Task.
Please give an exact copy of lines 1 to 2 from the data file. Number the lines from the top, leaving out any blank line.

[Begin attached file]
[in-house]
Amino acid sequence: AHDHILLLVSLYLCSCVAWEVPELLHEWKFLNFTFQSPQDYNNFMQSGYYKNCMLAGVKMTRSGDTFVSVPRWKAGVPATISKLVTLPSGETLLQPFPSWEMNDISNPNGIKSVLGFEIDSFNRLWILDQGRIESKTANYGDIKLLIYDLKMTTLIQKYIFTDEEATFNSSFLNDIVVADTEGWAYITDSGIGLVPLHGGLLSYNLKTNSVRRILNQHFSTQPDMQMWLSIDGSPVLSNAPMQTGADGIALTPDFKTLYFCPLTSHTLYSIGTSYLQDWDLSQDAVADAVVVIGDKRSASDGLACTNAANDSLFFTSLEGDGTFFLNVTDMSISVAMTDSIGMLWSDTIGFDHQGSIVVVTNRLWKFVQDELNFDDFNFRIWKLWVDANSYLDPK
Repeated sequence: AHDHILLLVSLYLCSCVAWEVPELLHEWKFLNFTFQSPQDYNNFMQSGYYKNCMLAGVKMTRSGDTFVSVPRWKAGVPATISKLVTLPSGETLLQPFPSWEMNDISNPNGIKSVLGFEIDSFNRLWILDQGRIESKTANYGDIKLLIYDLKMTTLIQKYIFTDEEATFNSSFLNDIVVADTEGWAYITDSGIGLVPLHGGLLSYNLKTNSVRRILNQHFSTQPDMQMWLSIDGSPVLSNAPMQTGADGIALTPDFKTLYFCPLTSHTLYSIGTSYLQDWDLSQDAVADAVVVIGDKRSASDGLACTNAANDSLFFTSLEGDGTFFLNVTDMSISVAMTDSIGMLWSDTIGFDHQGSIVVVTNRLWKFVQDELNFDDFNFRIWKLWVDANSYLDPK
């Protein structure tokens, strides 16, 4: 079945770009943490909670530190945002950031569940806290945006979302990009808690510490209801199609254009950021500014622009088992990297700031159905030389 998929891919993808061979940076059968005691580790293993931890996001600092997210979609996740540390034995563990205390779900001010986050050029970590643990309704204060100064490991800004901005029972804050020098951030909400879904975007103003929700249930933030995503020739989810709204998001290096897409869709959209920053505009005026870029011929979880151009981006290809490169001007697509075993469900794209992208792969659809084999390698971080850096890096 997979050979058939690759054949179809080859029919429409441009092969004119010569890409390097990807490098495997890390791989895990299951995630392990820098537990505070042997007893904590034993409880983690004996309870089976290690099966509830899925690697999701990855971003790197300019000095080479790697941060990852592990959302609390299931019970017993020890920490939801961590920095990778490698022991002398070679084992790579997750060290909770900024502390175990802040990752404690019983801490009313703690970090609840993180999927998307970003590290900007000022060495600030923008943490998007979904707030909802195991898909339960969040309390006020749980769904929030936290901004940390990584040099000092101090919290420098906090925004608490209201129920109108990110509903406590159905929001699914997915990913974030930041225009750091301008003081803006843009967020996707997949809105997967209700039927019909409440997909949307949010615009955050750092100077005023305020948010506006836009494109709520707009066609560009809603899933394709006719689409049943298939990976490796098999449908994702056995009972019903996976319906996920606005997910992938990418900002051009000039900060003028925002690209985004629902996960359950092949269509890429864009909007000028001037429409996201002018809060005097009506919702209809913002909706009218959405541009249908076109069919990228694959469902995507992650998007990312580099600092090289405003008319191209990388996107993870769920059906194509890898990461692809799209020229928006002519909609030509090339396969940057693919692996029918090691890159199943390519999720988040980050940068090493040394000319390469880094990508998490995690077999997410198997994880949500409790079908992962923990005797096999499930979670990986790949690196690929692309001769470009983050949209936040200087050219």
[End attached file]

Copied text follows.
[in-house]
Amino acid sequence: AHDHILLLVSLYLCSCVAWEVPELLHEWKFLNFTFQSPQDYNNFMQSGYYKNCMLAGVKMTRSGDTFVSVPRWKAGVPATISKLVTLPSGETLLQPFPSWEMNDISNPNGIKSVLGFEIDSFNRLWILDQGRIESKTANYGDIKLLIYDLKMTTLIQKYIFTDEEATFNSSFLNDIVVADTEGWAYITDSGIGLVPLHGGLLSYNLKTNSVRRILNQHFSTQPDMQMWLSIDGSPVLSNAPMQTGADGIALTPDFKTLYFCPLTSHTLYSIGTSYLQDWDLSQDAVADAVVVIGDKRSASDGLACTNAANDSLFFTSLEGDGTFFLNVTDMSISVAMTDSIGMLWSDTIGFDHQGSIVVVTNRLWKFVQDELNFDDFNFRIWKLWVDANSYLDPK